In the movie, Zootopia, Nick Wilde is found walking into Jumbeaux’s Cafe, a elephant-primary 1980’s style ice cream parlor. The result of the confrontation between Judy Hopps and Nick Wilde within this parlor was Judy purchasing Nick a “Jumbo-Pop” for what she then thought was his son “who had always dreamed of growing up to be an elephant”. Although this confrontation in and of itself is no less than ridiculous, one detail seems to cause question for the ecosystem of Zootopia as a whole. This detail being, the price of the “Jumbo-Pop”. The price of $15 for an ice cream seems to be very offsetting, but when taking into consideration the sheer size of the treat, $15 seems justifiable. But still, this makes one wonder, if elephant sized animals need to pay more for elephant sized food, are these species’ just at a disadvantage financially automatically? Zootopia is a city of many different types of animals found in many different sizes, so how do they all co-exist with the same currency? When an elephant needs to pay $15 for a “Jumbo-Pop” that is just as proportional to him as a $2 “Pawpsicle” is to a gerbil, how do elephants remain in the same financial circles?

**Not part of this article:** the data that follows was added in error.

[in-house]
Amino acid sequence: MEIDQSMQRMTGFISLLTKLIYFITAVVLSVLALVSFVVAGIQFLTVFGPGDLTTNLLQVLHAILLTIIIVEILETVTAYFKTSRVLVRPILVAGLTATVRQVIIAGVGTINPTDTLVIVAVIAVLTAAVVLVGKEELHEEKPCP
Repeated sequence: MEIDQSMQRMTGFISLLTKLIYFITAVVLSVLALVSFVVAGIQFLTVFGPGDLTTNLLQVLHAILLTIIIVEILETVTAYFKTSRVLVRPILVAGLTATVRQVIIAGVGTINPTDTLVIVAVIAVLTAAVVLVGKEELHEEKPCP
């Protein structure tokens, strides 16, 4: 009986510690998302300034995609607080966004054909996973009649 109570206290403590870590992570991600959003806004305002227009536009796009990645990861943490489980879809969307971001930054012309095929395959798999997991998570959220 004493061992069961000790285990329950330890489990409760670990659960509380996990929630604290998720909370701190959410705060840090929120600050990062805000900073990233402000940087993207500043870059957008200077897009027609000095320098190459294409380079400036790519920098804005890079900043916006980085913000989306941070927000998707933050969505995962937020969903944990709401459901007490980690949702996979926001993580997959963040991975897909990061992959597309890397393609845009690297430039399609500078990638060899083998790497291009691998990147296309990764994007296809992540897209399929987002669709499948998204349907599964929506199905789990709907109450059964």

The theory is: How much money is made in Zootopia is primarily decided by the size of a work place you are working in. The thought of one getting paid for not what they do, but the size of the place they do it may sound ridiculous, but this may be the only logical explanation. Gerbils may work in a building that elephants are the size of, and get paid proportionally to the size of that space, while elephants work in a place more well adjusted for their needs. This would give the gerbil sized animals less money, but proportionally, with the cost of living taken into consideration, just about equal to what an elephant would make in the same job. Since the gerbil obviously pays less for his car, his living, and his food, not making as much as an elephant would seem fair. Since an elephant would need to spend far more on a car, a living space, and food, the elephant making substantially more than a gerbil seems to be fair as well. This may have also played part into why so many people were bewildered to see Judy Hopps become a police officer. As a police officer, Judy worked alongside animals far larger than her, which means she most definitely got paid as if she were a large animal as well.